Back Then

“Dub, I’m hung up” I exclaimed, as Dub Middleton cut back the throttle on the 40 HP motor, no trolling motors back then, as Dub put the big motor into reverse.  Backing up, we stopped the slow troll, but before we could free up my brand new, white Bomber, a deep running, bass plug that had cost me a whopping (at the time) $1.49, the plug and a big looking bass rolled on the surface.

We, my dad, Dub Middleton, a close friend and one of our neighbors in West University, and I had just begun trolling for some of the big bass in the 3 year old Lake Houston. At the time, in the early spring of 1953, the lake was over twenty miles northeast of Houston. Now it’s in the city limits surrounded by the subdivisions of Kingwood on the north and Atascocita on the south.

As the boat coasted to a stop, the big bass cleared the water for the first time, revealing a truly, excellent fish.  Being 17 at the time, I began to receive serious coaching from Dave and Dad, each offering suggestions as to the best way to get the big ‘un into the boat.

After several more jumps and a couple of 10 yard runs, we netted the bass, grabbing the bass’s lip was unheard of back then. Fumbling in his tackle box, my dad found a hand held scale, one of the new Zebco models that he hooked on to the bass’s lip, a 4 pound 12 ounce beauty!   Wow! Into the metal ice chest it went, this was several years before Igloo coolers were developed. We continued fishing, for another hour catching several small, keepers and into the metal cooler they went too.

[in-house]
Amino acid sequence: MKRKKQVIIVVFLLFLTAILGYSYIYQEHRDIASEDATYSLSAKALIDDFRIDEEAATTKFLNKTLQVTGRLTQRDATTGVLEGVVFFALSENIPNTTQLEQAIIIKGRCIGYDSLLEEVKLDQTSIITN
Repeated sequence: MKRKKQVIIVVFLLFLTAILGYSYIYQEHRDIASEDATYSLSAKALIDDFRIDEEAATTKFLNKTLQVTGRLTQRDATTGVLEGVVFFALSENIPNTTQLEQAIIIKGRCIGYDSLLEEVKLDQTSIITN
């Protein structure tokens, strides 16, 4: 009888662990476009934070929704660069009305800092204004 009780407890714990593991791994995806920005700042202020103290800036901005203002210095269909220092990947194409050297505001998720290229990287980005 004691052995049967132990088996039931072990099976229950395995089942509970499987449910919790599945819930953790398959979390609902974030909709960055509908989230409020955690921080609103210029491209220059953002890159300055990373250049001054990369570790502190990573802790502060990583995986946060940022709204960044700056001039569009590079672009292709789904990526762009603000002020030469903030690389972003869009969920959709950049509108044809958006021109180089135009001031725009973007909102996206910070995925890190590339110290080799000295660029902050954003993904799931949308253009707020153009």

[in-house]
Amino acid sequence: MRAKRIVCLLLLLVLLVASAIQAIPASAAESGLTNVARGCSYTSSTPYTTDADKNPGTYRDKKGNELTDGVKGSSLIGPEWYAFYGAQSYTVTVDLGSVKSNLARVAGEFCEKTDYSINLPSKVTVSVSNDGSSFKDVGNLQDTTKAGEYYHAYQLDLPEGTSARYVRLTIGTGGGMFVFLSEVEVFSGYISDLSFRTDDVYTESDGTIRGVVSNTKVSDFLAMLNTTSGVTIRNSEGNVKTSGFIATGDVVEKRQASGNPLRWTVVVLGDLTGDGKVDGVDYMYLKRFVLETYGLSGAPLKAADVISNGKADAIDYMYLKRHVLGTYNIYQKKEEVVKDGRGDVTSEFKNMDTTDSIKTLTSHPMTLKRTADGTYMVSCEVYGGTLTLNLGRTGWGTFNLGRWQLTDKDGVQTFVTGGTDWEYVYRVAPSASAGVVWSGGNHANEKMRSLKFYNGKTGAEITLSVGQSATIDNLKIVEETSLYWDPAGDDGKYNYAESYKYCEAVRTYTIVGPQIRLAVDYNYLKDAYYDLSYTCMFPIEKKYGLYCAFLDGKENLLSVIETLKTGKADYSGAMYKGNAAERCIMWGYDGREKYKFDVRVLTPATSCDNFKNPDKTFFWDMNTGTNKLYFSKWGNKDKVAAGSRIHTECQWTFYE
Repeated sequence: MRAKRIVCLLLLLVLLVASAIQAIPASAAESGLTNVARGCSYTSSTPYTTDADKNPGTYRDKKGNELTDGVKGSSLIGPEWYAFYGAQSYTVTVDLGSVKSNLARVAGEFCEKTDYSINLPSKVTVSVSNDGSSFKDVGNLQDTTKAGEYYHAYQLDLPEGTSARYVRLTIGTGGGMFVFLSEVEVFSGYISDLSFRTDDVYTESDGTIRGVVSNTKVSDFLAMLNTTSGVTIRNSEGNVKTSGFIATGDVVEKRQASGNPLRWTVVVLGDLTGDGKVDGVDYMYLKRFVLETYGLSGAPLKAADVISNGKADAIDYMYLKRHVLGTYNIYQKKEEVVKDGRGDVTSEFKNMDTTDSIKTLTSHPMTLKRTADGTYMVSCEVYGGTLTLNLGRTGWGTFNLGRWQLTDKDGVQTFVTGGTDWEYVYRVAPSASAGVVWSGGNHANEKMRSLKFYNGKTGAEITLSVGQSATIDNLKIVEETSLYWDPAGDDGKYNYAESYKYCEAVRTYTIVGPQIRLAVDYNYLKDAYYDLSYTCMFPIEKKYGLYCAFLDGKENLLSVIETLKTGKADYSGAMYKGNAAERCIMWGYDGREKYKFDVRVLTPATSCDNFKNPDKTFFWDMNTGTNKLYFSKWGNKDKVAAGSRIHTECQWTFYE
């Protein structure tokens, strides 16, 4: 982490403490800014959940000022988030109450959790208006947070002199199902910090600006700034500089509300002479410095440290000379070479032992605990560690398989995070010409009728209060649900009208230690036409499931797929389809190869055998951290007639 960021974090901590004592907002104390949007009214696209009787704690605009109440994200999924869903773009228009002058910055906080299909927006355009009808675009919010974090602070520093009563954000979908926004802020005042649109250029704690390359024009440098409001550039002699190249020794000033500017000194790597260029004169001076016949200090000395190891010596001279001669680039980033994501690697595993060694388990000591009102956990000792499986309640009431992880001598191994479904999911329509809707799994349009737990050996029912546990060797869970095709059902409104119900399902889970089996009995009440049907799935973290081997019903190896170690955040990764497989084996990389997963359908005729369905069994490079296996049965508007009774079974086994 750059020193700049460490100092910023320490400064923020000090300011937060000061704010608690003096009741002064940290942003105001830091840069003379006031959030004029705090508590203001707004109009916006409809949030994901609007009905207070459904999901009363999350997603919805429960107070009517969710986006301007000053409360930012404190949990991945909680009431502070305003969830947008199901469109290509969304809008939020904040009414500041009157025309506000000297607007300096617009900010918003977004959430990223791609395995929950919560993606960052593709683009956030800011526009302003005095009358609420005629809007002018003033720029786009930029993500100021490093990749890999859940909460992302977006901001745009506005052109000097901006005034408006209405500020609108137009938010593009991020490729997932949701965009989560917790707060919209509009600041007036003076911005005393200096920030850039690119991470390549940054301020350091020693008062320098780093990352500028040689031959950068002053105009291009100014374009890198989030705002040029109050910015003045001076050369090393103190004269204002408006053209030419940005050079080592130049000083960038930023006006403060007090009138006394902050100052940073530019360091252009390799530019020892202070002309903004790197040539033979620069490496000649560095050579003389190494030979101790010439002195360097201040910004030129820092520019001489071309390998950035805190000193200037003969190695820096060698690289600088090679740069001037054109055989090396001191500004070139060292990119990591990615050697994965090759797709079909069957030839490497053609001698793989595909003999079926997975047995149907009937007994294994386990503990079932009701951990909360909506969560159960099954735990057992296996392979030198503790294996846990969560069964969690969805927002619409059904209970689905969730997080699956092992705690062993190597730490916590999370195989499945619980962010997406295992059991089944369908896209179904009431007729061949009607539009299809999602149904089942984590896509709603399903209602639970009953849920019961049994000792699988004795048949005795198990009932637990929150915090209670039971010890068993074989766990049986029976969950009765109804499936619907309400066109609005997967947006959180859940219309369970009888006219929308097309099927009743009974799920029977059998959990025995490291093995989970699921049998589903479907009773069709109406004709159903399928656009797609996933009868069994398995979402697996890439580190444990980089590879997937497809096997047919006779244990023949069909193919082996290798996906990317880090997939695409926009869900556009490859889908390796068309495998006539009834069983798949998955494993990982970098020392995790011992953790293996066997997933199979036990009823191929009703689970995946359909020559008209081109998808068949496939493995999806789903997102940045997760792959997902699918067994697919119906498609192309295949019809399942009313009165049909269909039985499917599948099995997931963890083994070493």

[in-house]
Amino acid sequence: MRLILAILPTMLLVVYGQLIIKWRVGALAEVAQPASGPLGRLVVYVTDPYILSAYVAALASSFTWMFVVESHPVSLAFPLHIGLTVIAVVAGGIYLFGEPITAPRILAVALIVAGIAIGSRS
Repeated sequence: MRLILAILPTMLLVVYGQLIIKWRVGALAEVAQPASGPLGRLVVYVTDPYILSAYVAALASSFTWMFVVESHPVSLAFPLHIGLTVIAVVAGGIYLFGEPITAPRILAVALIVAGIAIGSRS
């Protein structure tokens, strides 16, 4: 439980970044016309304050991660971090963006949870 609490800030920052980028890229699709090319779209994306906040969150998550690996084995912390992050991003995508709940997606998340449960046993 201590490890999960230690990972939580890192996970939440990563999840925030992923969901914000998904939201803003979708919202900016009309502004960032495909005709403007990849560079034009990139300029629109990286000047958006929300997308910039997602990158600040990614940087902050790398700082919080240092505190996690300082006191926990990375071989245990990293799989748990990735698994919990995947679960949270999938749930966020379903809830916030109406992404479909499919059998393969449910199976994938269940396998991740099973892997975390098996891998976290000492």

We loaded up the boat, left Lake Houston for the back then over an hour’s drive to southwest Houston and our homes in West University. Arriving home neighbors and friends were called and invited over to see the catch, a new record fish for me. I was pleased, excited and, to say the least, hooked on fishing for life. Pictures were taken, congratulations given and accepted and then all the fish were then scaled, gutted and cut up for dinner the next night, this was way before I learned to filet fish.

Remember, all of this was before the time we lipped the bass to bring him in the boat. Before the time we released any bass caught; before the time of Florida strain bass in Texas; before the time we had learned to fillet a fish, before the time of digital cameras to record the catch, before the time of freeways in Houston, before the time of cell phones to alert everyone of the return of the fishermen. So many changes, to numerous to mention, but the thrill of catching a big bass still remains!

However, even with all the freeways, Lake Houston to West University is still over an hours drive.